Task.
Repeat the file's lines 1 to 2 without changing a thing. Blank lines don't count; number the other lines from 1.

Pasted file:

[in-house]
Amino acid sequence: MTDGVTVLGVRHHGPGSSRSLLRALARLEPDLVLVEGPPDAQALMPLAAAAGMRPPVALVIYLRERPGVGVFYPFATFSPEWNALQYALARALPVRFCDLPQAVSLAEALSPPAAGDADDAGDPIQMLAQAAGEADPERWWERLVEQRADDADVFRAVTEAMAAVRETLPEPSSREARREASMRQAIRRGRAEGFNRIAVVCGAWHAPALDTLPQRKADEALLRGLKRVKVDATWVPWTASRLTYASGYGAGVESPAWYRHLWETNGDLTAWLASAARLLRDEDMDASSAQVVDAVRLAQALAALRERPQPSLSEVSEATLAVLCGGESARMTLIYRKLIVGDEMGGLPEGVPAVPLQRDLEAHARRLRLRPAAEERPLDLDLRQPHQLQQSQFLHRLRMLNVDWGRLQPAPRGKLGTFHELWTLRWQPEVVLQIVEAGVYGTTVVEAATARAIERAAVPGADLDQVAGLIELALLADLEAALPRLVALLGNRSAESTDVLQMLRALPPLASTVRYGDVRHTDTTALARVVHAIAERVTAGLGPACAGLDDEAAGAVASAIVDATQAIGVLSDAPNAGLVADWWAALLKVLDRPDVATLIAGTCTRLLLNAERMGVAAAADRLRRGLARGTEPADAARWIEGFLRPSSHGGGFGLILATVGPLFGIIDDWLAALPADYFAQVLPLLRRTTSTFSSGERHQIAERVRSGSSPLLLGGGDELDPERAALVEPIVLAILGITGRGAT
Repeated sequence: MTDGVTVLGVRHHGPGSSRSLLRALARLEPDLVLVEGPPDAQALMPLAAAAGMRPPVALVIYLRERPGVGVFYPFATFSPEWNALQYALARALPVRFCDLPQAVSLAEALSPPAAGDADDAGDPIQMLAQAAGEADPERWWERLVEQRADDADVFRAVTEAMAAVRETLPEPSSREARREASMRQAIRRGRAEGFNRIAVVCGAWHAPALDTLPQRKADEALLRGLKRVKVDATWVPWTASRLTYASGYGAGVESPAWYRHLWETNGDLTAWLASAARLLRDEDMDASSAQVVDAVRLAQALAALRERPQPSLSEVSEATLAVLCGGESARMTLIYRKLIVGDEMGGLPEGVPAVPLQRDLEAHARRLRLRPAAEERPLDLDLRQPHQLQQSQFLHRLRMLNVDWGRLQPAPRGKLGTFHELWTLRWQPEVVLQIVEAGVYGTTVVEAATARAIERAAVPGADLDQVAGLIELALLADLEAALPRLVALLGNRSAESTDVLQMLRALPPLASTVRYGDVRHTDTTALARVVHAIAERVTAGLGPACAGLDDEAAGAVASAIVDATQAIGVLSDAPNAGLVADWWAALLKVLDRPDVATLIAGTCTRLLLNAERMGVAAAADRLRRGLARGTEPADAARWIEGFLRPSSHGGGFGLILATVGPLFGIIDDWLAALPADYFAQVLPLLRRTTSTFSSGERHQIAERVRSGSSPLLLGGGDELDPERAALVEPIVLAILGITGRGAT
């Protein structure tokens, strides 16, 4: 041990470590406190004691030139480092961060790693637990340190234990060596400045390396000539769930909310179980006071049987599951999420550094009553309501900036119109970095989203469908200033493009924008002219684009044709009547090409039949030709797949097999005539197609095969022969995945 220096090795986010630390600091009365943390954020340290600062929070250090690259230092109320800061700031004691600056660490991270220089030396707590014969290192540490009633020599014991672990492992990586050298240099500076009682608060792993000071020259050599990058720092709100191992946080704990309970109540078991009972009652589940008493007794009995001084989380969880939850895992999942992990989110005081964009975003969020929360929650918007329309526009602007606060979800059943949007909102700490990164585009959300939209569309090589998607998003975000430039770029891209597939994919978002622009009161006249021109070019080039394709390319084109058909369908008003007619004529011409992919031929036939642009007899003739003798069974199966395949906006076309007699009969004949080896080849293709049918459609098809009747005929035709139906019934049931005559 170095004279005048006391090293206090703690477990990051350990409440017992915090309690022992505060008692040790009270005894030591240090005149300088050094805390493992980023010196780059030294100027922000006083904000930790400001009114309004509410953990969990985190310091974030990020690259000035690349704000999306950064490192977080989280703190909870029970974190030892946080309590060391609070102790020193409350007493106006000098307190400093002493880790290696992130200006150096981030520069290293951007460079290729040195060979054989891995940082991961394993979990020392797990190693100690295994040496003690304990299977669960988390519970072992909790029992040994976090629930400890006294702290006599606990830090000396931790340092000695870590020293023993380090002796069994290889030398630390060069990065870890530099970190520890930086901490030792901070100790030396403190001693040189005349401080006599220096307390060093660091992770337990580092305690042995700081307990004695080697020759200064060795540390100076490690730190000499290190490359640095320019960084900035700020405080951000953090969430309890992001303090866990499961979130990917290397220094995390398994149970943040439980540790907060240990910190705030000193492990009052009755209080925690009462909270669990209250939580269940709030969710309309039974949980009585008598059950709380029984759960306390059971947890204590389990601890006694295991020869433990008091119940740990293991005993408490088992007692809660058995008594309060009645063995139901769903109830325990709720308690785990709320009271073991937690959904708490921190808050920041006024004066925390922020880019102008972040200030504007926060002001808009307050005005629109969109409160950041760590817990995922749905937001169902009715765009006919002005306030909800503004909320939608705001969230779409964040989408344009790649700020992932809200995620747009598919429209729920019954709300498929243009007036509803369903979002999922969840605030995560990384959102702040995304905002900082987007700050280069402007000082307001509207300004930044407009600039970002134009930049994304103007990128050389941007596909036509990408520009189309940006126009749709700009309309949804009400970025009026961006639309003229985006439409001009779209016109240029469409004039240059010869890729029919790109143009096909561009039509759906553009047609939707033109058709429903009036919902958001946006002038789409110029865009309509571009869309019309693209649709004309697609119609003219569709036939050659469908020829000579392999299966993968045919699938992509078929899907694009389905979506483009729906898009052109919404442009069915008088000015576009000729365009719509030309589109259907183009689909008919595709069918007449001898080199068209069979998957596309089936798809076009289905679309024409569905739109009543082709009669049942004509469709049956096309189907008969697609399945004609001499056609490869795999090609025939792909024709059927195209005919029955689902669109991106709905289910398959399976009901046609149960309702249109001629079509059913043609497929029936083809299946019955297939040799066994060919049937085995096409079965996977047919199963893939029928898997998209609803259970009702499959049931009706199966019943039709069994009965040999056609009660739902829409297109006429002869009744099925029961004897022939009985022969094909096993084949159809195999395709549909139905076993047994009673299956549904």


[in-house]
Amino acid sequence: MTDGVTVLGVRHHGPGSSRSLLRALARLEPDLVLVEGPPDAQALMPLAAAAGMRPPVALVIYLRERPGVGVFYPFATFSPEWNALQYALARALPVRFCDLPQAVSLAEALSPPAAGDADDAGDPIQMLAQAAGEADPERWWERLVEQRADDADVFRAVTEAMAAVRETLPEPSSREARREASMRQAIRRGRAEGFNRIAVVCGAWHAPALDTLPQRKADEALLRGLKRVKVDATWVPWTASRLTYASGYGAGVESPAWYRHLWETNGDLTAWLASAARLLRDEDMDASSAQVVDAVRLAQALAALRERPQPSLSEVSEATLAVLCGGESARMTLIYRKLIVGDEMGGLPEGVPAVPLQRDLEAHARRLRLRPAAEERPLDLDLRQPHQLQQSQFLHRLRMLNVDWGRLQPAPRGKLGTFHELWTLRWQPEVVLQIVEAGVYGTTVVEAATARAIERAAVPGADLDQVAGLIELALLADLEAALPRLVALLGNRSAESTDVLQMLRALPPLASTVRYGDVRHTDTTALARVVHAIAERVTAGLGPACAGLDDEAAGAVASAIVDATQAIGVLSDAPNAGLVADWWAALLKVLDRPDVATLIAGTCTRLLLNAERMGVAAAADRLRRGLARGTEPADAARWIEGFLRPSSHGGGFGLILATVGPLFGIIDDWLAALPADYFAQVLPLLRRTTSTFSSGERHQIAERVRSGSSPLLLGGGDELDPERAALVEPIVLAILGITGRGAT